Critique Request Progression of a P-Plate

Bunic

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I started this one by drawing the spine and leaves directly on the plate. I then cut the 1) spine & leaves, 2) did the shading, 3) cut the crosshatching, 4) stippled the background and 5) added the black paint.

I realized that I cut the shading and crosshatching too lightly as they virtually disappeared when I light-sanded it.

I only cut the background away on one small section and stippled it along with all the rest. I didn't see any difference in the blackness until I steel-wooled the paint off. Only the deep-set area where I had removed the background stayed really black. Lesson learned!

CC Welcomed.
 

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Marcus Hunt

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That's better Mike, sometimes you'll learn more from slowing down and going basic first. The scroll has good balance but I would seriously encourage you not to double spine the scroll, as you end up looking like you have a strange, detached motif in the centre. By all means grow your outside work from the back of the scroll but don't give it an elongated growth following the spine or, as I say, you'll end up with what looks like a double spine. I know this is Ron's style but I think it will hamper your progress if you want to develop another style in the future.

Well done, keep cutting and keep showing.
 

ron p. nott

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hi Marcus .. thanks for giving Mike some good advise on his engraving . Mike has been tryin hard to become a good engraver , I do see what you mean about the double spine and if I where to have seen it before Mike posted it I would not approved of it either when Mike attends class tonight I will correct him on it .. Ron p
 

KCSteve

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It always feels odd to me when I'm drawing leaves to go all the way to the spine on the outside while carefully staying free of it on the inside but when you think about it, it does make sense.

The spine of the scroll is the vine that the leaves are growing from. There's no real visible transition but by convention we assume we're looking into the scroll so the solid line that's the 'outside' of the scroll looks like it's touching the outer leaves but really they're just (presumably) coming off of the 'vine' sort of 'around the corner' from us so we get the visual of them touching while on the inside we have a good view of the smooth, clean merge (so no touching).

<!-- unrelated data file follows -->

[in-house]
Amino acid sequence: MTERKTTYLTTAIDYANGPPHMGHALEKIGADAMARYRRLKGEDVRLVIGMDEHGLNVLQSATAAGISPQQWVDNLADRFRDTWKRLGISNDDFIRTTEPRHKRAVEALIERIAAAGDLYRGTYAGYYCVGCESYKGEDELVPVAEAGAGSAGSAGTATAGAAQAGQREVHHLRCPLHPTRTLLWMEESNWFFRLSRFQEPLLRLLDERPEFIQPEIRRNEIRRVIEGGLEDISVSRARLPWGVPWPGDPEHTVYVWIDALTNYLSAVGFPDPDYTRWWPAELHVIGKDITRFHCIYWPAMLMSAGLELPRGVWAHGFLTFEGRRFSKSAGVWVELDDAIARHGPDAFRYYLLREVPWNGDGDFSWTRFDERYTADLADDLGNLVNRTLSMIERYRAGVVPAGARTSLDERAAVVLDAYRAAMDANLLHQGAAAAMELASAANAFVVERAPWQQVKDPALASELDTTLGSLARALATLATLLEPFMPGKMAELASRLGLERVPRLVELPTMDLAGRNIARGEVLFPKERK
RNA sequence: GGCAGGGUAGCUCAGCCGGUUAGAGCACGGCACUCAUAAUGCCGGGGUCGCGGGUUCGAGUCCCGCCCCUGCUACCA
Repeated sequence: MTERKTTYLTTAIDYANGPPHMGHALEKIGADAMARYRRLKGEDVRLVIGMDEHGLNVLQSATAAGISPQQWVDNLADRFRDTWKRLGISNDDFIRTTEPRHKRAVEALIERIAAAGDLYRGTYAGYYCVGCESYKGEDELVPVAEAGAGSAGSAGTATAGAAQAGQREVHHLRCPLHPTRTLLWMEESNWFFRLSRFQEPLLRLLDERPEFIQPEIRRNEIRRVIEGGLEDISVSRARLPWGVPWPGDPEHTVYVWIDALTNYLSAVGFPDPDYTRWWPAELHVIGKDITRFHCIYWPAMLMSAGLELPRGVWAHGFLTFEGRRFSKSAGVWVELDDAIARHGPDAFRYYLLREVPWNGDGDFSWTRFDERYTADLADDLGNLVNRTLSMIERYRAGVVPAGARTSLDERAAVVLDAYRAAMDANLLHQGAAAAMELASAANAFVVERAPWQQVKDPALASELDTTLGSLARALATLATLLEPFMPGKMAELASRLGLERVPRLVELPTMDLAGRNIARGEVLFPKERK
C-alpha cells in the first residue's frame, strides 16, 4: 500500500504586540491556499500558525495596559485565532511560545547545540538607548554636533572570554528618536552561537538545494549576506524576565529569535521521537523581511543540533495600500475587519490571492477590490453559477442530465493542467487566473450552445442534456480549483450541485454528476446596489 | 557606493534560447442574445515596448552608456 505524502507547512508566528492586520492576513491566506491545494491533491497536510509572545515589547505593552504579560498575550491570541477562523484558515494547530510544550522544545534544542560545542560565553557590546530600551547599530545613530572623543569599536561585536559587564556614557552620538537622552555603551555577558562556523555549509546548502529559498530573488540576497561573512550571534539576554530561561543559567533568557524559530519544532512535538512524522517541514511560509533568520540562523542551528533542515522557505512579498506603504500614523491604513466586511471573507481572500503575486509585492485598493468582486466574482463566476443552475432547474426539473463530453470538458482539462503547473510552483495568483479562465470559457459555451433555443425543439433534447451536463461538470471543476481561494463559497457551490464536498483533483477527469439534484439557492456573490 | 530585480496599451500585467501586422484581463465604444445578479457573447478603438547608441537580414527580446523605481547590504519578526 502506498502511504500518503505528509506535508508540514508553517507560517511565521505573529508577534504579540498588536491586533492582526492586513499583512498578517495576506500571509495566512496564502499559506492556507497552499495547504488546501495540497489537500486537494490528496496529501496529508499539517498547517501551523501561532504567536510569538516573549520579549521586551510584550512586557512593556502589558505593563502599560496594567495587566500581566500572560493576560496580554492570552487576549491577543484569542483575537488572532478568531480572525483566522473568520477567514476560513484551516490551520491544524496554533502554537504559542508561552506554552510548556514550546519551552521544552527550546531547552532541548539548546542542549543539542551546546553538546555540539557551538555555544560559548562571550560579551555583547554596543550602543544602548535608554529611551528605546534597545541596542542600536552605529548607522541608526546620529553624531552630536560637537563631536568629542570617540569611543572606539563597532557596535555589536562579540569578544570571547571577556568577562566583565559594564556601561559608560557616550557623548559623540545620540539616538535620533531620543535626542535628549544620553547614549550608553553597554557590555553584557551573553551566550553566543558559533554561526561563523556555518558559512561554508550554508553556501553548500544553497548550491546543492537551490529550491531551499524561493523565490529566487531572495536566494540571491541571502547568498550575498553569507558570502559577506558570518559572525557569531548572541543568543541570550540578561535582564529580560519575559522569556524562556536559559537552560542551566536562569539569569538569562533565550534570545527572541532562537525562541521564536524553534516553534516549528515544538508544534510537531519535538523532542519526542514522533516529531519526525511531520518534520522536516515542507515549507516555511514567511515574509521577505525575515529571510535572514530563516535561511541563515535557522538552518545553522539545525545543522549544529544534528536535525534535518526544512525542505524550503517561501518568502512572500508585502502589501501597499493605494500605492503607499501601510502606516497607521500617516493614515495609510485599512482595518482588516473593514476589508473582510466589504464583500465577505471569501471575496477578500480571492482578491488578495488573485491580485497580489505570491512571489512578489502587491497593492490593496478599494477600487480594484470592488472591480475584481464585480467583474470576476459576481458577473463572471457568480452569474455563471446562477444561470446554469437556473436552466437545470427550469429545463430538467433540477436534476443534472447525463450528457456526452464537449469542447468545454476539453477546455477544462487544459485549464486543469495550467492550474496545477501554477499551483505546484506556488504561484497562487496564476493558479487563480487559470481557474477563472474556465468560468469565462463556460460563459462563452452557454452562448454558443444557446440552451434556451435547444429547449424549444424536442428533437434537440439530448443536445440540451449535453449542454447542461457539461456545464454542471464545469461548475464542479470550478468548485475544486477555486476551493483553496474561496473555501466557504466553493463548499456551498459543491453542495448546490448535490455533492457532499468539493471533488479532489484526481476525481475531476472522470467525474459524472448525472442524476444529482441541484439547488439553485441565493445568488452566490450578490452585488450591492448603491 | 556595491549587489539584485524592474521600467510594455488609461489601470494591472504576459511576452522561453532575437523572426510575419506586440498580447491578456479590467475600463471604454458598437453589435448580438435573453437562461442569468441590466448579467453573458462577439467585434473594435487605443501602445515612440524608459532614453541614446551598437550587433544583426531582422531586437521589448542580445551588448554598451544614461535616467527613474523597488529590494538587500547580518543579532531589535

Arnaud Van Tilburgh

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Mike , indeed looks you made some progress.
If I may say so, your sequence of doing things as you say:
1) spine & leaves, 2) did the shading, 3) cut the crosshatching, 4) stippled the background and 5) added the black paint.

In my opinion stippling the background should be on 2, so before the shading and crosshatching.

arnaud
 

Bunic

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Camp Hill, PA
Marcus,
Ron called me to repentance last evening for this exact thing. My misunderstanding of the leaf growth is slowing changing. Tnx! for looking and commenting!

Ron,
Oh, Greaty One... Thou Art The Man!!!

Titian,
Tnx! I'm feeling much more comfortable with the graver in my hand, and the leaves are SLOWLY getting better.

Steve,
The proper construction of leaves has been hard for me to really grasp. No wonder there are many books on its construction and so many artifacts that have it as the only subject matter. Tnx!

Arnaud,
Tnx! I think I'd do the exact same shading before or after cutting out the background. But I'll give it a try and see. Tnx!
 

KCSteve

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Like Arnaud I leave my shading for after I've relieved and stippled the background.

That way if I mess up during those stages I can fix it without also messing up my shading.

The key concept someone pointed out a while back that's helped me is to remember that everything in a scroll ultimately grows from the same point so you should be able to trace a line back from anywhere. Practically speaking it's not worth tracing any line in a leaf back past where the leaf originated but you could. It's more important to make sure that the main thrust of the leaf flows smoothly out and that all of the lines in the leaf flow from its origin point. My leaves got a lot less mutant looking when I absorbed that lesson.
 

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